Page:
Six months ago I posted a “progress report”, What I am working on. Since then a lot of things happened.
First, I finished writing my trade book, previously titled A History of the Near Future. As expected, the publisher didn’t like it, so the new title is The Wealth Pump: Ruling Elites and the Path of Political Disintegration. I finished the complete draft in June (right on schedule), but then there was a bunch of lose ends to take care of. As a result, the book went into production in August. The tentative publication date is June of next year. There is still a lot of work to do on it, but it will be largely done by other people. The biggest job for me will be to go over the copy-editor’s suggestions, and then approve the galleys, which will not take a lot of time. This leaves me time to switch to other projects, on which below.
Second, I am now an emeritus at the University of Connecticut, as of July 1. This means I am done with teaching college students, but I will continue teaching a regular Winter School in Austria, similar to what I did this year. Well, because of Covid, a winter school evolved into a spring school: CSH Spring School on the Evolution of Social Complexity 2022. Next year, 2023, Winter School will take place in a retreat in the Alps in January. There will be an announcement about it during the second half of September. But the main upshot is that now I have only one regular job, as a project leader at CSH, which simplifies my life a lot.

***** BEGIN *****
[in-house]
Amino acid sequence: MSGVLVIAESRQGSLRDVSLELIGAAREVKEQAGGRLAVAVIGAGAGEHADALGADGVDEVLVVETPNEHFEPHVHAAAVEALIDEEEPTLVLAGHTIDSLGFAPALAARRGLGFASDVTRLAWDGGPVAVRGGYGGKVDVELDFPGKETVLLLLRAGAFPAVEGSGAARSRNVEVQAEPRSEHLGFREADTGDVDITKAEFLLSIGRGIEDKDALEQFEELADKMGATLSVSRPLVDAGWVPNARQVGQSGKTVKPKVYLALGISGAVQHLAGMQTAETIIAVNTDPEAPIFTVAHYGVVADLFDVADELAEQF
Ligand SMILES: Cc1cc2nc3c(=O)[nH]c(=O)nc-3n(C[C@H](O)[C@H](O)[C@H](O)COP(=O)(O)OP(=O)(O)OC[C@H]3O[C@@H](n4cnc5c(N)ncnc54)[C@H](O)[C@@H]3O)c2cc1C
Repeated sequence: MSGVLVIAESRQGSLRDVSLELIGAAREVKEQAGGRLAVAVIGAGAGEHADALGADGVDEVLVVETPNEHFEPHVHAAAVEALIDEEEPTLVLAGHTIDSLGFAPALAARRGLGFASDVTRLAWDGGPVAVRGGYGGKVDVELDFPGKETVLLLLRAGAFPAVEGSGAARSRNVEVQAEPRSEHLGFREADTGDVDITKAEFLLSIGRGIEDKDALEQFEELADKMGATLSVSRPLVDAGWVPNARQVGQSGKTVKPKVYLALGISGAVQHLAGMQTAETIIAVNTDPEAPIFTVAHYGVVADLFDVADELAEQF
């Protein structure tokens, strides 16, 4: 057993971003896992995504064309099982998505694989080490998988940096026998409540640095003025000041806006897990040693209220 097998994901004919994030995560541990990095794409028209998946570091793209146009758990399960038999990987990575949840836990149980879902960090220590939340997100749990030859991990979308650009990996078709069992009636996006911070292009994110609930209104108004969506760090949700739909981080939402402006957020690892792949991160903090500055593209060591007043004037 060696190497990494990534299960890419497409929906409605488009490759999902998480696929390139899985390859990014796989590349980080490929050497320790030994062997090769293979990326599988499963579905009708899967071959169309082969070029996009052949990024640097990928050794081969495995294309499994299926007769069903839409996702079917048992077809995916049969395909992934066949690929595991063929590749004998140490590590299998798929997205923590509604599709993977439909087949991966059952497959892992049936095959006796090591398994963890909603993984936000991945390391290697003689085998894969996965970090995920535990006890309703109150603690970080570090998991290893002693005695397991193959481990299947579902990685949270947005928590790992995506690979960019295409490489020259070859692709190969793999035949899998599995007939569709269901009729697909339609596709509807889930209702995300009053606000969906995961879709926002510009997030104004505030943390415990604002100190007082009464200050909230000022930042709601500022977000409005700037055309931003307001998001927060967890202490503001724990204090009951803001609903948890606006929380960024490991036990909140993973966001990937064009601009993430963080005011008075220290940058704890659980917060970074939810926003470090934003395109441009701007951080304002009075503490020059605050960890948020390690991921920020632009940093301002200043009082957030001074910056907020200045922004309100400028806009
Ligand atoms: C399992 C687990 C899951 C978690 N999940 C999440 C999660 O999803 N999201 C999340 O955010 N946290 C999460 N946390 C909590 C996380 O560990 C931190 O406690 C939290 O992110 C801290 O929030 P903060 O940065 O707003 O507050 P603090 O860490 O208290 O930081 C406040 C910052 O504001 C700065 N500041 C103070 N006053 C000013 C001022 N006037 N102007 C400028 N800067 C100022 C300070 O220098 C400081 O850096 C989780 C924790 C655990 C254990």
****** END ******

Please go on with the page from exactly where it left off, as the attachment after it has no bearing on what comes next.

Third, I had a vacation-adventure, the first one in three years. I went to several national parks in the Zambezi-Okawango region. I’ll probably write more about it on this blog, but here are two pictures, taken by a friend:
At a water hole in Hwange National Park
Stretching after a long early morning game drive
Fourth, the Seshat project has published most of the papers analyzing what we started calling the Classic Seshat, which focused on data that enable us to test a variety of theories attempting to explain the evolution of complex human societies during the Holocene (roughly, past 10,000 years). I consider it a huge accomplishment, a result of more than a decade of work by a large research network associated with the Seshat Databank. I’ll write more on this in a future post. I am also now in a good position to finish my book, The Great Holocene Transformation, which I hope to do by this winter.
This Fall I am collaborating on a bunch of analyses and articles, led by my colleagues in Vienna and elsewhere. But the major thrust is on CrisisDB. We have gathered data on more than 100 past societies sliding into a crisis, and then emerging from it. A lot of data-cleaning remains, but we are now shifting the effort into analyzing these data. As our societies continue sliding into the ongoing “polycrisis” this work seems to be more relavant than ever.